New digital law tightens clampdown on press freedom in Cuba
Reporters Without Borders (RSF) condemns the Cuban parliament’s adoption of the country’s first law regulating online communication, which enshrines its prohibition of independent media and is designed to eliminate the small space for freedom of expression that had developed online.
The law regulating online communication and information, called the “Social Communication Law,” was adopted by a show of hands at a plenary meeting of Cuba’s national assembly on 26 May. Article 28 of the new law says media are “the socialist property of the entire people or of political, social and mass organisations, and cannot be the subject of any other kind of property.”
“This is a terrible day for journalism in Cuba. In the absence of regulation, the expansion of Internet access on the island in recent years had allowed independent media to develop online. By enshrining the ban on any media organisation outside the framework of the state and Communist Party control, the Cuban parliament has crushed the fragile space for freedom that had emerged, and has tightened the clampdown on press freedom in Cuba. We are concerned for the safety of journalists working for these independent media who are still in the country and we call for this repressive law’s immediate repeal.”
Cuba’s 1959 constitution already bans any privately-owned media initiative. But the first independent journalists’ organisations nonetheless began emerging at the end of the 1980s. In the context of a legal online void, mobile Internet’s arrival on the island in 2018 and the authorisation of domestic Wi-Fi networks in 2019 encouraged the rise of a new generation of independent news sites such as 14ymedio, el Toque, El Estornudo and Periodismo de barrio.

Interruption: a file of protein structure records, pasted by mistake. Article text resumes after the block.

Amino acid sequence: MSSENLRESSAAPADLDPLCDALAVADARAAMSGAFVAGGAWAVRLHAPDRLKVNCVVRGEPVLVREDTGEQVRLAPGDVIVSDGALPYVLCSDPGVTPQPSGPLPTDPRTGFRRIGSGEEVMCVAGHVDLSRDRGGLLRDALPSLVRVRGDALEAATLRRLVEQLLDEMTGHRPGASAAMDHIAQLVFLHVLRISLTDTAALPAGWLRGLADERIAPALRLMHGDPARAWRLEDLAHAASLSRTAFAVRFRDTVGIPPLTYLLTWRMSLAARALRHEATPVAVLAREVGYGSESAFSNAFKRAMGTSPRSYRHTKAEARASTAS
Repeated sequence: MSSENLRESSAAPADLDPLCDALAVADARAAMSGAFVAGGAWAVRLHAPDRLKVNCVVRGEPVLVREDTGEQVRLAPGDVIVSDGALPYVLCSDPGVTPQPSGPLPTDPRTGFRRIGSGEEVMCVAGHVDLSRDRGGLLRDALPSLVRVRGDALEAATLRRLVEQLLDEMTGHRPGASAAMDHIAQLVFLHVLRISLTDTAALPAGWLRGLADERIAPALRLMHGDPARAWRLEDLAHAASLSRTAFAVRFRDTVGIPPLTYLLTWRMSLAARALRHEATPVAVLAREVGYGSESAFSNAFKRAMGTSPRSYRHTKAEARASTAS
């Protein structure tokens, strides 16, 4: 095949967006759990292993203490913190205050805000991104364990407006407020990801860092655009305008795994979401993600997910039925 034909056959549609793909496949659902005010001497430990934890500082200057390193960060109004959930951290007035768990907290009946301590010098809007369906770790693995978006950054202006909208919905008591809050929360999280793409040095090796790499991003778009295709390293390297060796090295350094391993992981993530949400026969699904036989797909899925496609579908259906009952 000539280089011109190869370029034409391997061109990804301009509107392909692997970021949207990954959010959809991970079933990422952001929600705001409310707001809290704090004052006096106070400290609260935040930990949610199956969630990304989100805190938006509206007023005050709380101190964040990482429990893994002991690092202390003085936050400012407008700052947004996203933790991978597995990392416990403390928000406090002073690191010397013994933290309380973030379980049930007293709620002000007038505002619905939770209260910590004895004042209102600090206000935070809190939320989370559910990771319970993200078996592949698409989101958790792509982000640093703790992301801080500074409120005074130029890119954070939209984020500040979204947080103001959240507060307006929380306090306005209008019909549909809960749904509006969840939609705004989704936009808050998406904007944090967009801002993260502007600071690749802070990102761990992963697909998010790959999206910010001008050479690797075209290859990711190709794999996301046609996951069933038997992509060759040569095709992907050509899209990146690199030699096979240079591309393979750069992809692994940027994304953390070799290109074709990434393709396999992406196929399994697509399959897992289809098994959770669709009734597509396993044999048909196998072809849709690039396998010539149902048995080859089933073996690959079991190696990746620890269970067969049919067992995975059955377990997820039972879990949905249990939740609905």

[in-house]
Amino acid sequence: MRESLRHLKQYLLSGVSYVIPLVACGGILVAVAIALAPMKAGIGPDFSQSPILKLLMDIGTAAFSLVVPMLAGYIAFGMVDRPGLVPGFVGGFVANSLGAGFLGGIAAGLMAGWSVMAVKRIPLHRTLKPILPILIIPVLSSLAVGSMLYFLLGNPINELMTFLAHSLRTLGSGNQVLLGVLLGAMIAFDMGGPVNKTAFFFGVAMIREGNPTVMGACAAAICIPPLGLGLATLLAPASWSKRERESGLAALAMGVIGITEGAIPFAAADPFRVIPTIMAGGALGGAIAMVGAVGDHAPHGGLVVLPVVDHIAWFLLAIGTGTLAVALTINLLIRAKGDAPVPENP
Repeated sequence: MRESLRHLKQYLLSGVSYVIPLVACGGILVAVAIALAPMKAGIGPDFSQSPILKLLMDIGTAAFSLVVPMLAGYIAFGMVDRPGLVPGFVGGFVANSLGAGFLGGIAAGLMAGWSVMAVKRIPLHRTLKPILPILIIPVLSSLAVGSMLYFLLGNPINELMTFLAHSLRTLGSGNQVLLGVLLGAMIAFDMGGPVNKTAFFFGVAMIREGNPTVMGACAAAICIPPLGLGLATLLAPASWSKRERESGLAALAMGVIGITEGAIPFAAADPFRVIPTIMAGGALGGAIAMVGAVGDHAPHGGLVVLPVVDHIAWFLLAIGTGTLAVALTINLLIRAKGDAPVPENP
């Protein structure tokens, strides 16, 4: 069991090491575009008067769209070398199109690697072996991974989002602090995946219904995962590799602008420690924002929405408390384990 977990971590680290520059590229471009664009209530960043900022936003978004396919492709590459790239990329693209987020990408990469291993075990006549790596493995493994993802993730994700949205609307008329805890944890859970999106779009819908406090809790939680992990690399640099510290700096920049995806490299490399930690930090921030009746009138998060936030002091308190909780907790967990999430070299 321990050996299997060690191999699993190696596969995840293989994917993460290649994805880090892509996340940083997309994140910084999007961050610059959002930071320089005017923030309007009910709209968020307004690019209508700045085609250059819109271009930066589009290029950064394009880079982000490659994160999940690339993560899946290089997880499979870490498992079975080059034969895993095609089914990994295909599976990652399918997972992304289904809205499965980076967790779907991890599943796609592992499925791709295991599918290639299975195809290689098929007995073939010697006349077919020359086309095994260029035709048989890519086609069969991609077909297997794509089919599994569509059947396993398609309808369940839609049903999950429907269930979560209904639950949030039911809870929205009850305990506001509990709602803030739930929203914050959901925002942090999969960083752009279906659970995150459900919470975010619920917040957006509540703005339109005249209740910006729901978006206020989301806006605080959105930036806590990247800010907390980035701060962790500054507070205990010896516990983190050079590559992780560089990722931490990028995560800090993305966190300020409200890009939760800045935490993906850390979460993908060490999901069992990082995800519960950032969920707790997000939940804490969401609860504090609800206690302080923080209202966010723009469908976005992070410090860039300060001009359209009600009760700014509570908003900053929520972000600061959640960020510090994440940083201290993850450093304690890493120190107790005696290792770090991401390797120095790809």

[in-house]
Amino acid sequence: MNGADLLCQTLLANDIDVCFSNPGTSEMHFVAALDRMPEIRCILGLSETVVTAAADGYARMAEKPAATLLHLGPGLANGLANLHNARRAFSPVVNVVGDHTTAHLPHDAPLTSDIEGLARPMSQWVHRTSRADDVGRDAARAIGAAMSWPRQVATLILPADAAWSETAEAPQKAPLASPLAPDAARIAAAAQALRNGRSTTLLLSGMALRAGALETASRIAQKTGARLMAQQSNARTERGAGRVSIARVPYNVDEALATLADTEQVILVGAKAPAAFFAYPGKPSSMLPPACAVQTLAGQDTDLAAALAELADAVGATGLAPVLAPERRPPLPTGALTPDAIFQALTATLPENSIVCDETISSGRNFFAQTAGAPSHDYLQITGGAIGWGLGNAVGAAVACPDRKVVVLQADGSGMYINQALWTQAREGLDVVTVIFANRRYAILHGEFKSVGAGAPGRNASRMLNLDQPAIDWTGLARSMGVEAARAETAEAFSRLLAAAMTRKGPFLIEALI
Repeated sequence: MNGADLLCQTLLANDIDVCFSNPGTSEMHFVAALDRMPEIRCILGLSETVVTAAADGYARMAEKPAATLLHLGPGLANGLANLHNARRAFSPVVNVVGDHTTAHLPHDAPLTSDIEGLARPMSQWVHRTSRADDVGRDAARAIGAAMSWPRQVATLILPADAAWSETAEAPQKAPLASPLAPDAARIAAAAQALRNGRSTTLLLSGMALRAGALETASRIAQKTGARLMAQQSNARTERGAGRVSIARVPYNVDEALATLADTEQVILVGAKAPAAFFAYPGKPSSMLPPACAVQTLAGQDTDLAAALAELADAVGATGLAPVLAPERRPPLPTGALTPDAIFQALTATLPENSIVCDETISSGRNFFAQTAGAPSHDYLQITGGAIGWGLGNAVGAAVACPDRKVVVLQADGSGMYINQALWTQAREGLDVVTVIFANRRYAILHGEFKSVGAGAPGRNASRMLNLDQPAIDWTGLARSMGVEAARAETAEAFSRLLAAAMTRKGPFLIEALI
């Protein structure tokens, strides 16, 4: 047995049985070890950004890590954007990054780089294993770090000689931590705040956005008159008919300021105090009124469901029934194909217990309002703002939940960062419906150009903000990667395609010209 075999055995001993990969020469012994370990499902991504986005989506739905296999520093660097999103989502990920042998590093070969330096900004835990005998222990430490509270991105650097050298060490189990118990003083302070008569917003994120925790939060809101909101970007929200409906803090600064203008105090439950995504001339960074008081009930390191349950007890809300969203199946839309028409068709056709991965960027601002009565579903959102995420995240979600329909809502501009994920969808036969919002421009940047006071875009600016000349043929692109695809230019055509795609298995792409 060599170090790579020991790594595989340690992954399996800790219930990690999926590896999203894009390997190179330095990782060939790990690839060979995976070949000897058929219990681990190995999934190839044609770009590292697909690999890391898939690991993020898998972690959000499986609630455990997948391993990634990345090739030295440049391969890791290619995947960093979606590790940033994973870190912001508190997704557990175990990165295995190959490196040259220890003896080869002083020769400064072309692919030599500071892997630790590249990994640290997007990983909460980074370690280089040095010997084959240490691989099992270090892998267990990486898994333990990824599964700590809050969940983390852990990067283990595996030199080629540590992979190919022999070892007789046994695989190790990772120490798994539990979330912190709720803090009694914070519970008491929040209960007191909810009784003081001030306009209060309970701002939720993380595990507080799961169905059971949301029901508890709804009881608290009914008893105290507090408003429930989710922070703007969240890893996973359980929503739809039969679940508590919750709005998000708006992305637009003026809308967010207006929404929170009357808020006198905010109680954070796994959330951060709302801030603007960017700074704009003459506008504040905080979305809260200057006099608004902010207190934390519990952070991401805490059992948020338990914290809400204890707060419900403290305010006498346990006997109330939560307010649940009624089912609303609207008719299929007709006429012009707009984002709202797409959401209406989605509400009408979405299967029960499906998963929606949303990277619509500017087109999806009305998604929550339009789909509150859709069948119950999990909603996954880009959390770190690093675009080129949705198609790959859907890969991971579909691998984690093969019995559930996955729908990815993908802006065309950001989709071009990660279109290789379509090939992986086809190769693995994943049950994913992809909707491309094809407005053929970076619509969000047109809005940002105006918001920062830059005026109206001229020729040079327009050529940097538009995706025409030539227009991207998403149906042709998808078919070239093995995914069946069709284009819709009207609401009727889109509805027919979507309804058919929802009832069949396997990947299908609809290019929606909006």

These media outlets were already targeted by restrictions in the new penal code that took effect in December 2022. It penalises organisations receiving foreign funding, “as is the case with independent media,” said Raudiel Pena Barros, a lawyer with the Havana-based Cuban Institution for Freedom of Expression and Press Freedom (ICLEP). “This new law, which grants them no legal status, tightens the vice on them,” he said.
In an address to the national assembly, Cuban President Miguel Díaz-Canel said the new law was needed to prevent “subversion” and described Cuba’s independent media as “mercenaries” in the pay of foreign interests.
“This is how independent media have always been treated,” said José Luis Gallego, a Cuba journalist and communication researcher, who estimates that there are currently around 60 independent media outlets in Cuba. Harassment by the political police has already prompted a big exodus of journalists in recent years, one that is likely to increase as a result of these new measures.
Cuba has for years had Latin America’s lowest ranking in RSF’s World Press Freedom Index and is ranked 172nd out of 180 countries in the 2023 Index.